With changes to state policy in 2005, New Hampshire became one of the leading states in the nation in competency-based education school reform. The Granite State’s approach requires school districts to award high school diplomas based on a mastery of competencies (rather than the traditional measure of seat-time).
But state policy is only the first step in change: What makes a difference to students and families is how the policy is implemented. Ten years later, what’s happening in schools and districts in New Hampshire? As a case study for examining the relationship between policy and practice in K-12 education reform, NEBHE’s newest Policy Spotlight on New England, A Look at the Relationship between Policy and Practice in K-12 Education Reform: Insights for State and District Leaders, aims to find out.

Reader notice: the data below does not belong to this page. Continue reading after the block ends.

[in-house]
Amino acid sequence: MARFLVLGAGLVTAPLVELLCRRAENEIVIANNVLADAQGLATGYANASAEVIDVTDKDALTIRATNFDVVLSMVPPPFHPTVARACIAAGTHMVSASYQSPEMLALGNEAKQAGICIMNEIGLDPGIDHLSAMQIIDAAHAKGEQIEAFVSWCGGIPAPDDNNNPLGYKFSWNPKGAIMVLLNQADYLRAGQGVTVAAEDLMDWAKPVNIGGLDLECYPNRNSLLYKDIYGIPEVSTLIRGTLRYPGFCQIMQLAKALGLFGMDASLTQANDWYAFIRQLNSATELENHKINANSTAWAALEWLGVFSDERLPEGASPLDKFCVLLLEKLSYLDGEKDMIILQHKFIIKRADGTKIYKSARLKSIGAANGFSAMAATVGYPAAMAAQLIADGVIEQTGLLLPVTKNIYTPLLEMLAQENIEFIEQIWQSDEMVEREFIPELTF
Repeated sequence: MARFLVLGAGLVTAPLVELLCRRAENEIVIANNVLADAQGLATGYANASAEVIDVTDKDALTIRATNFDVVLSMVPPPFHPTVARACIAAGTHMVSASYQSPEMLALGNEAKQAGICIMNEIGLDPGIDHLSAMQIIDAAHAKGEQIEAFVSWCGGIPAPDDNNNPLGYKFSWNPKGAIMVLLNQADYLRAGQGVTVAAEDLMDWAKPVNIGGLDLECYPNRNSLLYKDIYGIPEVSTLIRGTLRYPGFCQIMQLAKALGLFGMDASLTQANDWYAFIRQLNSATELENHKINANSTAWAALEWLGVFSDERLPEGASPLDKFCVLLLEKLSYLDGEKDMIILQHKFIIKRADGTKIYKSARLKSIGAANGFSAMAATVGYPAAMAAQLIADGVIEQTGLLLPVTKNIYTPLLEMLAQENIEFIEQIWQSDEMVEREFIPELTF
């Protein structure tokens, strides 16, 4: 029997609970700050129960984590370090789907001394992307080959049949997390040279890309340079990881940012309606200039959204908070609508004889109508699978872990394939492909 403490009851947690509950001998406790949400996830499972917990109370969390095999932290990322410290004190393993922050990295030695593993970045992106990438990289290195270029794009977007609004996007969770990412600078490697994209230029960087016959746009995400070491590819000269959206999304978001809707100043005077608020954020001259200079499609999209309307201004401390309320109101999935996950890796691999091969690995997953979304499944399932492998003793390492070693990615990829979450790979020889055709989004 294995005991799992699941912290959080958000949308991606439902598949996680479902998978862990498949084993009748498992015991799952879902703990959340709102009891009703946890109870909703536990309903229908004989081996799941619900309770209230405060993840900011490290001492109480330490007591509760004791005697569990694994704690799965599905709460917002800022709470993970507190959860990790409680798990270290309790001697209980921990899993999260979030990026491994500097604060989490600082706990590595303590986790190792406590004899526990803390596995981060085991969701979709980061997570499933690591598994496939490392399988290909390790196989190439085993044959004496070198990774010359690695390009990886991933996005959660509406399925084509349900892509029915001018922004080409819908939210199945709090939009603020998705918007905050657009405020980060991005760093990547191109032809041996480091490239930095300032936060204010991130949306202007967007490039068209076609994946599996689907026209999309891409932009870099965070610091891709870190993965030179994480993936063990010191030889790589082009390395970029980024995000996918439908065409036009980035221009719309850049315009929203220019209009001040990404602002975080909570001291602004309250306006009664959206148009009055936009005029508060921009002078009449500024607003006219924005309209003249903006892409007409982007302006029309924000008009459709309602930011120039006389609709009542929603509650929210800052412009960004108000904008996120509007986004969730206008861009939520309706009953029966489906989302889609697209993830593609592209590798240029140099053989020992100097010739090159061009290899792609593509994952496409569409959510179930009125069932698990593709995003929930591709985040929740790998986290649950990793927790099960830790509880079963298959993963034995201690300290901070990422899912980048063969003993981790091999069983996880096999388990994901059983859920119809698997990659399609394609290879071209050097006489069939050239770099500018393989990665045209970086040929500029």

Putting Proficiency to the Test?
The Case for Competency-Based Education: A New Age of Teaching and Learning?
New Directions for Higher Education: Q&A with CAEL’s Tate on Prior Learning, Competency-Based Ed